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How Do I Create an Integrated Marketing Plan?

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  • Written By: Maggie Worth
  • Edited By: Jenn Walker
  • Last Modified Date: 19 November 2018
  • Copyright Protected:
    2003-2018
    Conjecture Corporation
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In order to create a successful integrated marketing plan, you must be willing to dedicate time and energy to organization and strategy. You will need to identify and describe your goals, target audiences and main messages. You will then need to evaluate the marketing channels you use or intend to use and determine how each one can best help you reach your primary objectives. Once you have developed the plan, you will need to clearly communicate both the plan and its benefits to those responsible for carrying out marketing initiatives.

Most experts agree that success of an integrated marketing plan depends largely on clearly defined goals. After all, if you don't know what you want to accomplish, it's hard to make a solid plan. You will probably find that you have primary goals and secondary goals. Primary goals might be to increase brand awareness of your company and improve sales. Secondary goals might be to increase the number of large accounts and to incorporate a new product line into the brand family.

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You will also need to determine your primary audience or audiences and consider how they prefer to receive information. For example, if your primary target audience is senior citizens, newspaper and television advertising is probably going to be more important than social media campaigns. If your primary market is teenagers, however, you may want to focus heavily on social media and mobile advertising. You will want to evaluate your product and service offerings carefully because you may have more than one primary audience and your integrated marketing plan should address each of them.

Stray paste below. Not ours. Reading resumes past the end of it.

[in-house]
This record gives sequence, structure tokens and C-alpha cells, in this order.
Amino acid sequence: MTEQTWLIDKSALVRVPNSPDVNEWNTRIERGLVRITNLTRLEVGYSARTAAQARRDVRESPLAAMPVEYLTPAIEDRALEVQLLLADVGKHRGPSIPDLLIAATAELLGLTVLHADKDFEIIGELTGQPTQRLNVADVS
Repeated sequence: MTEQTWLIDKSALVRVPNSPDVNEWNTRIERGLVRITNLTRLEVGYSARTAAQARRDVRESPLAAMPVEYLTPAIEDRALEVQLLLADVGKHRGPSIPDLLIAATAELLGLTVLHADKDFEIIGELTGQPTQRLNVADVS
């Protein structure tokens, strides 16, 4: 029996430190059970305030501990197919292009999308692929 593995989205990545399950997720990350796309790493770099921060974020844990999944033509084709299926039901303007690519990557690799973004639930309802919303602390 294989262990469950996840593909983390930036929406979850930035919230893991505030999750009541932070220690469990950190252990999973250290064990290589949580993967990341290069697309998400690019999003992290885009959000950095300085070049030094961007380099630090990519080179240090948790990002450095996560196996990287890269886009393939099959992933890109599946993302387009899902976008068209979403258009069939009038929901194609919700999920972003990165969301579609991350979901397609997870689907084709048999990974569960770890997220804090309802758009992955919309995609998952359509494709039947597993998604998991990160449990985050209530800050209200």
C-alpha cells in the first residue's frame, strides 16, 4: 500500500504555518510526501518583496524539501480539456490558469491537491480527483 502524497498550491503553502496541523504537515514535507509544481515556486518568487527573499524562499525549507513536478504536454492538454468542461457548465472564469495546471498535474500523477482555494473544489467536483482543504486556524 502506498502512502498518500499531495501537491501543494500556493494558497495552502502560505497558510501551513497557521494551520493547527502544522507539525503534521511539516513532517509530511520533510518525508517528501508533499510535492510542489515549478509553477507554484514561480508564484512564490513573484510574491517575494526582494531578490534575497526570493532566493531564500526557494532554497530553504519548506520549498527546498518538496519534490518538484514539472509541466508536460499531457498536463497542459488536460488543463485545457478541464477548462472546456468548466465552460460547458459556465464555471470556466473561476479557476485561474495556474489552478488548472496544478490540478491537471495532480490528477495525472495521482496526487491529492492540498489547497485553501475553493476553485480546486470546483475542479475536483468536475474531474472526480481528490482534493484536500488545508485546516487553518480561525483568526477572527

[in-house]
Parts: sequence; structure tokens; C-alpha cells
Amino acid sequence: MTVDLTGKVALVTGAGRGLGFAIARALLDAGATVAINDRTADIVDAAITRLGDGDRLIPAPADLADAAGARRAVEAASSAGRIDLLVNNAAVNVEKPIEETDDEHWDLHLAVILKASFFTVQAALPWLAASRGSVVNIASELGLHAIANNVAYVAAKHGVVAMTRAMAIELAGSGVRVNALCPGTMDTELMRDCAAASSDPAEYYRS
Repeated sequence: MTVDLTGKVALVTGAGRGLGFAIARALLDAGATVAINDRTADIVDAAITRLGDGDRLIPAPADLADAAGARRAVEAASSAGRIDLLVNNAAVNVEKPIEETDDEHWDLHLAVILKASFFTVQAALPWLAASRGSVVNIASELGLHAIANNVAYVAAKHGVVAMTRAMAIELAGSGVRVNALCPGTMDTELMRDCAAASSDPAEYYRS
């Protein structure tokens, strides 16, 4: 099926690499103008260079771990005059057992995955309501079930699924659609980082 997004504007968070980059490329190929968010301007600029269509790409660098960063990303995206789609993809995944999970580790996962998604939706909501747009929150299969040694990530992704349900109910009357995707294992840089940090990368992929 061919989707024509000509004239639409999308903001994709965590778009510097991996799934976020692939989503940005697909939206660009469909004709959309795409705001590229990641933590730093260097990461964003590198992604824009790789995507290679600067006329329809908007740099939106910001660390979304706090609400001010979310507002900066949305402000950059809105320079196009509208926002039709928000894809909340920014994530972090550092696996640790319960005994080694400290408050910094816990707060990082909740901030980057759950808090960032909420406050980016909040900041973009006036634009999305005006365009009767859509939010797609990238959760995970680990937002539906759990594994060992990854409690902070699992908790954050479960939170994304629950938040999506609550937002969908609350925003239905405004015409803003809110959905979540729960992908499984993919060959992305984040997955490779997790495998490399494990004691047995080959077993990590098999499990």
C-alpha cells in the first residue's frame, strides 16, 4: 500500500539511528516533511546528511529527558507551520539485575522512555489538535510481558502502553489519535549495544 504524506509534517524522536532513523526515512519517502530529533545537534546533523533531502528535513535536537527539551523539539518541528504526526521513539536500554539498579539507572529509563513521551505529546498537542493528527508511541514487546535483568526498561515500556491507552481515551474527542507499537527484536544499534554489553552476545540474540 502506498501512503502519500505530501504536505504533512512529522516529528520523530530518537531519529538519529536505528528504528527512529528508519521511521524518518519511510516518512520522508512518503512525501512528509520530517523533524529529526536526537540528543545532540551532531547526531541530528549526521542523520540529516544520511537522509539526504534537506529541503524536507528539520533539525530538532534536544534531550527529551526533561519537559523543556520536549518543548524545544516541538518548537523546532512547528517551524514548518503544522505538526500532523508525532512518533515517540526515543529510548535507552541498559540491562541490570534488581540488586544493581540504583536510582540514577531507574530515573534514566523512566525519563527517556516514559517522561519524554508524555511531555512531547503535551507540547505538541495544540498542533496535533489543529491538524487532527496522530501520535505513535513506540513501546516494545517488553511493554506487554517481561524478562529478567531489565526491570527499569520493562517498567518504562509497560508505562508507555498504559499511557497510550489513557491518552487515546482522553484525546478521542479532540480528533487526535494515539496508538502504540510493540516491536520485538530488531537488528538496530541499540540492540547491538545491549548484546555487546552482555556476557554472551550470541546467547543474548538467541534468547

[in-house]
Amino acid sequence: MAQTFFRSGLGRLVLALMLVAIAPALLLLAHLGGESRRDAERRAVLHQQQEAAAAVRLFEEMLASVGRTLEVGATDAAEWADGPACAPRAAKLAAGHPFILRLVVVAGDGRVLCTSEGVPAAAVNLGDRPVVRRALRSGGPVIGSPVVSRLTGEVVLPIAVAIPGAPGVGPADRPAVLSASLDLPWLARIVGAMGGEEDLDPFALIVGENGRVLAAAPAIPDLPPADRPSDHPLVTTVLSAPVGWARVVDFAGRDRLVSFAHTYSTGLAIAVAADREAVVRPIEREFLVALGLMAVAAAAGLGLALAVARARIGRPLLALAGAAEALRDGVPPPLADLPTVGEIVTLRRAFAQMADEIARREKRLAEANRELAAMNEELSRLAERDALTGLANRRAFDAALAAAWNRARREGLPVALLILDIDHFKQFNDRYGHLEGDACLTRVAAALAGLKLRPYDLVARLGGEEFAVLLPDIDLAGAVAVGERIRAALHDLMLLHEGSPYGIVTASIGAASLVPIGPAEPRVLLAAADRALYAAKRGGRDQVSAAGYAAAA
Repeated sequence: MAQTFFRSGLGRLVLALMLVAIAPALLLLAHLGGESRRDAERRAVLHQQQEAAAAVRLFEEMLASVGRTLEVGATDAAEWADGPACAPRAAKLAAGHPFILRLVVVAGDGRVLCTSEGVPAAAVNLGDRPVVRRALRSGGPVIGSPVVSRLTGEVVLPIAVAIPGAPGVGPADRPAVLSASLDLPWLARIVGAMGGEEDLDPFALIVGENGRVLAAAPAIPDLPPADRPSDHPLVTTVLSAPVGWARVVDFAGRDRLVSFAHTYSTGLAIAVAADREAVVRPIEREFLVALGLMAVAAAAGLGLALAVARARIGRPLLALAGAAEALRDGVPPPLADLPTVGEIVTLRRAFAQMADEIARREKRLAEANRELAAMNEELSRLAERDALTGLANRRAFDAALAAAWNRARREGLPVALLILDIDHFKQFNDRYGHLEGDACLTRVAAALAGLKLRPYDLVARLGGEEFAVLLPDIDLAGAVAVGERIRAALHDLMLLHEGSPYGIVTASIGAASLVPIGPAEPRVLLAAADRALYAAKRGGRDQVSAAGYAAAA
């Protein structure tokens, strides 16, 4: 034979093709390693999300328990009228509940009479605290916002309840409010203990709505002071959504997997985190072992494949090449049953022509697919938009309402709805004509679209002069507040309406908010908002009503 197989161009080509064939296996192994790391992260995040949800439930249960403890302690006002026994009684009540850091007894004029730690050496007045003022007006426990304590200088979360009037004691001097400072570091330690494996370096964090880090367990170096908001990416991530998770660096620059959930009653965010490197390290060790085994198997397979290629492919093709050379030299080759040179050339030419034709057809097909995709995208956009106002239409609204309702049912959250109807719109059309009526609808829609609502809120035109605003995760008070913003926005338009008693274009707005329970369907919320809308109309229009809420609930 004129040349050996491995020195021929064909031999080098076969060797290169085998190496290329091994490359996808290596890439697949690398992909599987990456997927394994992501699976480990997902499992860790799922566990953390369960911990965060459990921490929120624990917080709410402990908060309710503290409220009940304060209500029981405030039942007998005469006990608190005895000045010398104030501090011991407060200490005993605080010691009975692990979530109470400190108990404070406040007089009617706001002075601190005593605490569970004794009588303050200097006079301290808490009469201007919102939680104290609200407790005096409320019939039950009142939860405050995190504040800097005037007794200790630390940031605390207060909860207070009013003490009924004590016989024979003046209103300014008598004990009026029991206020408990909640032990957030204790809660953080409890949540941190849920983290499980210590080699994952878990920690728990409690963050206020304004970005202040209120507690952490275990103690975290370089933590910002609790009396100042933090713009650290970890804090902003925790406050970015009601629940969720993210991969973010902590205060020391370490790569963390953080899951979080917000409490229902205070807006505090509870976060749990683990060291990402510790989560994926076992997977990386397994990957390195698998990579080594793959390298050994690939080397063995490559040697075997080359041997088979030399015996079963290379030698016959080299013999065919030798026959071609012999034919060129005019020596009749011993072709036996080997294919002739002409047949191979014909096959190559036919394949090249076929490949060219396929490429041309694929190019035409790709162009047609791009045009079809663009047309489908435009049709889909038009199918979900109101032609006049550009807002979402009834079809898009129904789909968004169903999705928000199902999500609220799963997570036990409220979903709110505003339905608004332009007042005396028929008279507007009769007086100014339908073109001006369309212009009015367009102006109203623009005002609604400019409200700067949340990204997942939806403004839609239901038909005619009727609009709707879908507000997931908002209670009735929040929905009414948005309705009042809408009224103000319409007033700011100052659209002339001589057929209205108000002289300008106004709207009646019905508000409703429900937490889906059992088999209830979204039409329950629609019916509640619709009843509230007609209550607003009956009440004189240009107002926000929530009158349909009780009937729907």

Each audience will also have different values and priorities, so you will need to form your messages with this in mind. Remember that a true integrated marketing plan will deliver the same main messages, but might format them differently according to the medium and audience. For example, a college has two primary audiences: future students and the people, such as parents, teachers and friends, who influence the decisions those students make. A student is likely to have drastically different areas of interest in a potential college than a parent would have. A successful integrated marketing campaign will consider how the university can best communicate its strengths to both audiences in a way that will appeal to each.

The most common mistake businesses make when forming an integrated marketing plan often is leaving out channels. For example, a business might do a great job of aligning its television, radio and print advertising but then develop product packaging that doesn't deliver the same message. Another company might work hard to ensure that its email advertising and social media campaigns are in line with one another, but then produce brochures that convey a completely different impression of the company. You'll want to avoid this pitfall by capturing and addressing every medium you use to market your business, including advertising, packaging, standardized letters and emails, social media, collateral, product displays, in-store signage and customer service scripts.

It also is important to remember to communicate your goals and strategies to the people who will be carrying them out. They may have ideas you haven't thought of and may be able to incorporate your messages into daily activities that can't be planned in advance. The best integrated marketing plan will still fail if it isn't executed properly.

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